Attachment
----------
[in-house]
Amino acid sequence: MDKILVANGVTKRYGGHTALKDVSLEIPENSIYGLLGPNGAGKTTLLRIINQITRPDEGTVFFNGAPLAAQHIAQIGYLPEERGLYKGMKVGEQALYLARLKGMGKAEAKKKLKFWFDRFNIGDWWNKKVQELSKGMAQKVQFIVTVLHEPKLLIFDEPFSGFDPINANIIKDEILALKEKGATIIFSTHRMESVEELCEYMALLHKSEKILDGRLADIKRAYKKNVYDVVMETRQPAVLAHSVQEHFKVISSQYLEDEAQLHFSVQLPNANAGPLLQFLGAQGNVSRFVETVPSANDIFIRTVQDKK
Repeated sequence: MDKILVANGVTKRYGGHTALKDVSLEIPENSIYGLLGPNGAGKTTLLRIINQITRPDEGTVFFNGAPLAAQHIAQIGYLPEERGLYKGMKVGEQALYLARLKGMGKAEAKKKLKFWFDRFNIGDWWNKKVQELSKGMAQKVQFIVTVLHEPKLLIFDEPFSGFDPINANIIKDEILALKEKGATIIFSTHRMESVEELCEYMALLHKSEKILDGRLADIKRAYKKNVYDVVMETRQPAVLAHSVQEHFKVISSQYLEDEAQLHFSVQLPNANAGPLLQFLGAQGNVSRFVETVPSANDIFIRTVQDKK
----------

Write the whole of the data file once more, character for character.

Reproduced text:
[in-house]
Amino acid sequence: MDKILVANGVTKRYGGHTALKDVSLEIPENSIYGLLGPNGAGKTTLLRIINQITRPDEGTVFFNGAPLAAQHIAQIGYLPEERGLYKGMKVGEQALYLARLKGMGKAEAKKKLKFWFDRFNIGDWWNKKVQELSKGMAQKVQFIVTVLHEPKLLIFDEPFSGFDPINANIIKDEILALKEKGATIIFSTHRMESVEELCEYMALLHKSEKILDGRLADIKRAYKKNVYDVVMETRQPAVLAHSVQEHFKVISSQYLEDEAQLHFSVQLPNANAGPLLQFLGAQGNVSRFVETVPSANDIFIRTVQDKK
Repeated sequence: MDKILVANGVTKRYGGHTALKDVSLEIPENSIYGLLGPNGAGKTTLLRIINQITRPDEGTVFFNGAPLAAQHIAQIGYLPEERGLYKGMKVGEQALYLARLKGMGKAEAKKKLKFWFDRFNIGDWWNKKVQELSKGMAQKVQFIVTVLHEPKLLIFDEPFSGFDPINANIIKDEILALKEKGATIIFSTHRMESVEELCEYMALLHKSEKILDGRLADIKRAYKKNVYDVVMETRQPAVLAHSVQEHFKVISSQYLEDEAQLHFSVQLPNANAGPLLQFLGAQGNVSRFVETVPSANDIFIRTVQDKK